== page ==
Aim: To study the epidemiology of ocular injuries in patients with major trauma in the UK, determining the incidence and causes of ocular injuries, and their association with facial fractures.
Methods: A retrospective analysis of the Trauma Audit Research Network database from 1989 to 2004, looking at data from 39 073 patients with major trauma.
Results: Of the 39 073 patients with major trauma, 905 (2.3%) patients had associated ocular injuries and 4082 (10.4%) patients had a facial fracture (zygoma, orbit or maxilla). The risk of an eye injury for a patient with a facial fracture is 6.7 times as that for a patient with no facial fracture (95%, confidence interval 5.9 to 7.6). Of the patients with major trauma and an eye injury, 75.1% were men, and the median age was 31 years. 57.3% of ocular injuries were due to road traffic accidents (RTAs).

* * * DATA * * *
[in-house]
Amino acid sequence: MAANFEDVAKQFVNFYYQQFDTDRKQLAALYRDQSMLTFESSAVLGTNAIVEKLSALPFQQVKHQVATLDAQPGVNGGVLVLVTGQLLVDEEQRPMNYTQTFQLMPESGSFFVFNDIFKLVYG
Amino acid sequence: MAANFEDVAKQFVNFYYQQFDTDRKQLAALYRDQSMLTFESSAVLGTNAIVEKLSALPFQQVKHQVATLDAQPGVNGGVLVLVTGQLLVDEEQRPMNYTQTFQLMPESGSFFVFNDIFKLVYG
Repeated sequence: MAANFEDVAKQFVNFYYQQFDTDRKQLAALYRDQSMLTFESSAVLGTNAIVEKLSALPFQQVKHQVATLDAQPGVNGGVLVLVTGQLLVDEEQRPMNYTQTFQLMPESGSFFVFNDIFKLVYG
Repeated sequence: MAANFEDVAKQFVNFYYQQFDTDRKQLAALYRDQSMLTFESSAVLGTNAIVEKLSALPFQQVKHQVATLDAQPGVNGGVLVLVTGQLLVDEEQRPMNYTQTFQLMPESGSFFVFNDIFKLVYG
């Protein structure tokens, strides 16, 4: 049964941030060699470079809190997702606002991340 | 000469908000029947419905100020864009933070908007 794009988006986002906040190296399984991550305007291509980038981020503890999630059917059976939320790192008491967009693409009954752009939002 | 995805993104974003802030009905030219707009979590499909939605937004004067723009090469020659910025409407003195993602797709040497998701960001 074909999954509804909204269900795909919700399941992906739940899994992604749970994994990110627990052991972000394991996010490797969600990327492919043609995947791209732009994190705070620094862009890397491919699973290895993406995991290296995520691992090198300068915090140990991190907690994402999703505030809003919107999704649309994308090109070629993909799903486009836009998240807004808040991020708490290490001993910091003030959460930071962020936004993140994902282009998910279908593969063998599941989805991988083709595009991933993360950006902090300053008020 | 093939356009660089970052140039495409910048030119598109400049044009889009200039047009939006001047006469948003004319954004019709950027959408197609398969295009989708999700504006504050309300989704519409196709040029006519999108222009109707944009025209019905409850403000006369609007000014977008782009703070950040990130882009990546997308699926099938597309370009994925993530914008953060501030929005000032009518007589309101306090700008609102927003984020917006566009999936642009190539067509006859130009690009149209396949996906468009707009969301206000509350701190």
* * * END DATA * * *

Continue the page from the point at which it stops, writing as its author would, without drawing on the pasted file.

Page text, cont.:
Conclusion: The incidence of ocular injuries in patients with major trauma is low, but considerable association was found between eye injuries and facial fractures. Young adults have the highest incidence of ocular injury. RTAs are the leading cause of ocular injuries in patients with major trauma. It is vital that all patients with major trauma are examined specifically for an ocular injury.
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Competing interests: None.
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